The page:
Buenos Aires. Lunchtime. The sun is high above the jacaranda trees and the strains of tango emanating from an old record store are drowned out by the grumbling of your stomach. You’re confronted with a delightful problem: What to eat?
A sandwich de miga from the local panadería? Or maybe a few empanadas tucumanas – one beef, one cheese and basil, one sweet corn – from the family-owned peña down the street? You vacillate, weighing your options, until a familiar smell wafts in on the breeze. The smell of charcoal, of grilling pork. That’s it – choripán.
A simple name for a simple food. Chori = chorizo, pan = bread. Choripán. Sausage sandwich. The chorizo grilled to crispy perfection, toasted baguette slathered in – what else? – chimichurri. No frills here.
It's a democratic food. Across the city porteños of all classes flock to their favorite street vendor, the lines sometimes stretching for blocks. In the narrow streets of the Microcentro, day traders and PR execs brush shoulders with cab drivers and construction workers. Outside the bustling Retiro bus terminal, Swedish backpackers share counter space with recent migrants from Bolivia, Paraguay, and West Africa – all briefly united in porcine bliss.
And you? In a quiet corner of the Costanera Sur, far from the madness of the city center, the sun shines down on the swaying reeds of the Ecological Preserve. The soft calls of birds mingle with the cumbia from a sunbather’s stereo, the crackle of fat on coals from a dozen brightly painted food carts. You settle down on the crumbling steps of the old promenade, thank the universe you’re in Buenos Aires, and take a bite. And all is right with the world.
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Apart from being a local lunchtime staple, choripán is typically enjoyed as an appetizer at asados, passed around to guests while the main course – usually copious amounts of beef – cooks low and slow. As they say in Argentina, “When hungry guests get out of line, keep them happy with chori and wine.” Okay, they don’t say that, but they should!
Really, it doesn’t get much simpler than choripán. The most important step is the first one: choosing your sausage. Most chorizo you’re likely to find at your butcher or supermarket is the cured, smoked, Spanish version, or chorizo español. This stuff is delicious, and easy to prepare – since it’s already cooked, you just need to heat it through. But a traditional Argentine choripán it does not make. For that, you need chorizo fresco, or fresh chorizo, which is similar in appearance to Italian sausage. Any supermarket carrying Latin American ingredients should have it – or, ask your butcher to order it specially.
So you’ve selected your chori – now you need the pan. Hotdog buns WILL NOT DO! The choripán, while a democratic sandwich, does not lack a certain refinement. (This is an Argentine snack we’re talking about, after all.) If you’re lucky enough to live near a Latin American bakery, you can be real authentic and get marraqueta or pan francés. (For our compañeros in Queens, try Panadería Rio de la Plata on Corona Avenue. While you’re there, pop across the street to the butcher shop at El Gauchito for your chorizo!) Baguette or even sandwich rolls will do in a pinch. Just keep in mind, the bread will have to fit a chorizo sliced in half. That’s right, we’re butterflying this thing. More on that in a minute.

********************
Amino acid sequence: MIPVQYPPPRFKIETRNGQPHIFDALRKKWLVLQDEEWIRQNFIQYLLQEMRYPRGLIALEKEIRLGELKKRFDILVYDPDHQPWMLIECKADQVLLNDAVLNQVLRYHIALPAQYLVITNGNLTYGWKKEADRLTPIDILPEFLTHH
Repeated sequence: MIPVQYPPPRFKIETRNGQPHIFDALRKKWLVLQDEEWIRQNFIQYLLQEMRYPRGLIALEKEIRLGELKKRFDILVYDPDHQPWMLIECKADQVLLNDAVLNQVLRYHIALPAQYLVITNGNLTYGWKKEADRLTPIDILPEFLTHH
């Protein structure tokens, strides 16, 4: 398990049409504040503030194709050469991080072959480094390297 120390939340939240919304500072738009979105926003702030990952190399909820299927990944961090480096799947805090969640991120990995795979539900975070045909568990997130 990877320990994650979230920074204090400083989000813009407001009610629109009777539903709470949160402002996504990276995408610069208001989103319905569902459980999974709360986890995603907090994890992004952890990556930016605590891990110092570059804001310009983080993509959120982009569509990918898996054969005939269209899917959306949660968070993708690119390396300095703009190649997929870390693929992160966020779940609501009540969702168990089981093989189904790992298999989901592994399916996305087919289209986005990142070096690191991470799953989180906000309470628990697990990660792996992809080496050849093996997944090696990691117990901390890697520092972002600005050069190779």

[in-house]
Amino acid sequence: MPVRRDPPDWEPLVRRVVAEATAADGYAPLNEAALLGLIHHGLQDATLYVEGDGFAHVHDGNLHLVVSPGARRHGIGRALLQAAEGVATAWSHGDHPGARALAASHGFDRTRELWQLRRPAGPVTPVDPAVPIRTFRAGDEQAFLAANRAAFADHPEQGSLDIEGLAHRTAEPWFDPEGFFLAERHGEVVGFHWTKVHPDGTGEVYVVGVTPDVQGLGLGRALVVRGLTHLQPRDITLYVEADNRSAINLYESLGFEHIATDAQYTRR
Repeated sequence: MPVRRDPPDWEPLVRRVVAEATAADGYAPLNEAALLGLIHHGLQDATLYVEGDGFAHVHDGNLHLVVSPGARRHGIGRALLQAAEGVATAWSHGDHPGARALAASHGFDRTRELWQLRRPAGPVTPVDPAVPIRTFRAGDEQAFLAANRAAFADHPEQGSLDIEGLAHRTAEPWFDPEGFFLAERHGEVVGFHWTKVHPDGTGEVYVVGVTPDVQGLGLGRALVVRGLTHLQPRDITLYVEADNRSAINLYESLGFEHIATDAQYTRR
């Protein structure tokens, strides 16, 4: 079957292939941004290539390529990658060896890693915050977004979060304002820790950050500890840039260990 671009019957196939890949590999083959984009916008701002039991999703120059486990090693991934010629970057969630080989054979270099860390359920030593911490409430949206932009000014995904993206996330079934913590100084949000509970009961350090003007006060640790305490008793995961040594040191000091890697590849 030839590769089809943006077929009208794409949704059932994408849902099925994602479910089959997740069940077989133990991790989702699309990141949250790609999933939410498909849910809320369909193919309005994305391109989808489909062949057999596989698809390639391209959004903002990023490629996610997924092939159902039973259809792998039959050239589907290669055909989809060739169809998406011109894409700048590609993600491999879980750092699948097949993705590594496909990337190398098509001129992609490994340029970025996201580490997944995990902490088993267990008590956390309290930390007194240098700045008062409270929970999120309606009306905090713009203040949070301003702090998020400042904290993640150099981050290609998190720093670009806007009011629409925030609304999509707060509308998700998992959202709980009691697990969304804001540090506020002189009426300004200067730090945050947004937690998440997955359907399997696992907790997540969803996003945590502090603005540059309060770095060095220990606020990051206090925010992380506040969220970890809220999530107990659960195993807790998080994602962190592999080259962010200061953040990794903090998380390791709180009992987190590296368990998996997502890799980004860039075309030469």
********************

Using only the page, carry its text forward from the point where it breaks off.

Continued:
Okay! You’ve got enough chorizo for each guest to have at least two sandwiches and you’ve chosen a bread. Get that grill pre-heated over medium-high heat (about 375 F). Now, you’re confronted with a choice. Do you throw the sausage straight onto the grill and cook those suckers till the casings pop? Well, you could. Or, you could bring them to a gentle simmer in a pot of water on the stove while the grill pre-heats (more on that here). This cooks the chorizo through, and can be done ahead of time. Take your pre-cooked sausage, carefully slice them down the middle being sure to leave the casing intact on one side (this is the butterflying! Your chorizo is now a beautiful mariposa) and lay them carefully lengthwise across the grates of the grill, cut side up. Flip once so both sides get nice and seared, then remove from the heat.
Pretty easy, right? But we’re not done yet. Slice the bread lengthwise, toast for a minute on the grill until just lightly browned and warm, and slather liberally with GIMME CHIMMI.
Simple. Economical. Delicious. If this doesn’t keep your dinner guests happy, you need new dinner guests. Us, for instance! Invite us! We’ll bring the chimmi!